The fact that a balanced gut microbiome is important for overall health is no secret. Over the past decade, scientists have linked gut bacteria to several illnesses, including depression and obesity. More recently, researches have turned their minds to studying the relationship between gut bacteria and how cancer patients respond (or don't respond) to treatment.
In summary, tests on mice and on humans have enabled scientists to determine that certain bacteria, when present in the intestines, can help cells fight tumors. A research published in 2013* showed that the presence of a specific type of gut bacteria helped an anti-cancer drug called cyclophosphamide achieve better results in mice that had this bacteria in their gut compared to those that had been given antibiotics. Somehow this specific bacteria triggered the mice's immune system to fight tumors, while those mice that had their gut flora destroyed by antibiotics were not as fortunate.
*(This study was carried out by a research group led by Laurence Zitvogel at Gustave Roussy and one led by immunologists Romina Goldszmid and Giorgio Trinchieri at the National Cancer Institute in Bethesda, Maryland).
What scientists wish to find out is whether and how certain types of gut bacteria can influence the effect of a class of immunotherapy drugs called "checkpoint inhibitors", and why only 20–40% of people respond to treatment.
The possibilities of using bacteria to help treat cancer patients is very exciting, but there are several concerns around "faecal microbiome transplant". As the name suggests, the process involves transferring "good" feacal bacteria from people who respond to treatment with a checkpoint inhibitor into the intestine of non-responders. This process would reshape the patient's gut microbiome in a beneficial way.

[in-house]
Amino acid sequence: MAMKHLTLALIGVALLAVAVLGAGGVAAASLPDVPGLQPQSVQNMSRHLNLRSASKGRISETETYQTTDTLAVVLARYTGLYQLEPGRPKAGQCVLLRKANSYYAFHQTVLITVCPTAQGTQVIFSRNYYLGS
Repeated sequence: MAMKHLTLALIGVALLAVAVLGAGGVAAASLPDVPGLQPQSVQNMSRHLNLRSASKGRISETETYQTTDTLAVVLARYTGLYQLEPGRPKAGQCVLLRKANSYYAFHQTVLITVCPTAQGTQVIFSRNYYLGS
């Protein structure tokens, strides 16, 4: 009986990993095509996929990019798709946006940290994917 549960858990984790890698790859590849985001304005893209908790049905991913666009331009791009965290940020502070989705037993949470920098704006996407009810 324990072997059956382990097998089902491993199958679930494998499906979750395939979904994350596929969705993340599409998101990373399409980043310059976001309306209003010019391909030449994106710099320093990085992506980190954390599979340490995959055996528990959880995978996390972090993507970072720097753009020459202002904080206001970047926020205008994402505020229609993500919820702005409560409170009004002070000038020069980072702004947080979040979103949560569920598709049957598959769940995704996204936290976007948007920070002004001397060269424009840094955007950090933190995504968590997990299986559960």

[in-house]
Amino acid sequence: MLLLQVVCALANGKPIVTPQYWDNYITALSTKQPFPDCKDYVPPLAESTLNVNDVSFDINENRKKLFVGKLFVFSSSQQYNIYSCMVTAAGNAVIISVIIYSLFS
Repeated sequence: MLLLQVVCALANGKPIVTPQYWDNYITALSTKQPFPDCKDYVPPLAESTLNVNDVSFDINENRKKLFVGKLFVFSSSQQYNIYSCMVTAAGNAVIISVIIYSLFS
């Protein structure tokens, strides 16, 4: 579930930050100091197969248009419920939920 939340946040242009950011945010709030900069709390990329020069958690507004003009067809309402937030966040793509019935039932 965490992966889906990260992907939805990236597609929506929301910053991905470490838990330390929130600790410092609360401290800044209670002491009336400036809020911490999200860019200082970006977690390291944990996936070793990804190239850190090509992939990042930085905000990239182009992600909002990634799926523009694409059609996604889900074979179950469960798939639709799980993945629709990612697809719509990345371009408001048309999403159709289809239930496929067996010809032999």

Gut bacteria transplant is no recent news. It's been used for several years in the treatment of other illnesses instead of cancer. Read: How to regulate feacal transplants.
But don't wrinkl your nose in disgust just yet! This process does not take place as you might be imagining it. Pharmaceutical companies like Merck, Evelo Biosciences and Seres Therapeutics are working towards developing a pill that has a strain of the beneficial gut bacteria that's been purified from the donor's feaces.
"Faecal transplants come with a lot of unknowns. They have proved safe and effective in many people without cancer. But they have also been associated with unexpected effects, including one case in which the procedure led to weight gain and obesity. Should we look for safety signals on these trials? Absolutely. But I strongly feel that we need to go into these trials. We need to design them well. We need to really learn from these trials.” says Jennifer Wargo, a surgeon–scientist at MD Anderson Cancer Center in Houston, Texas.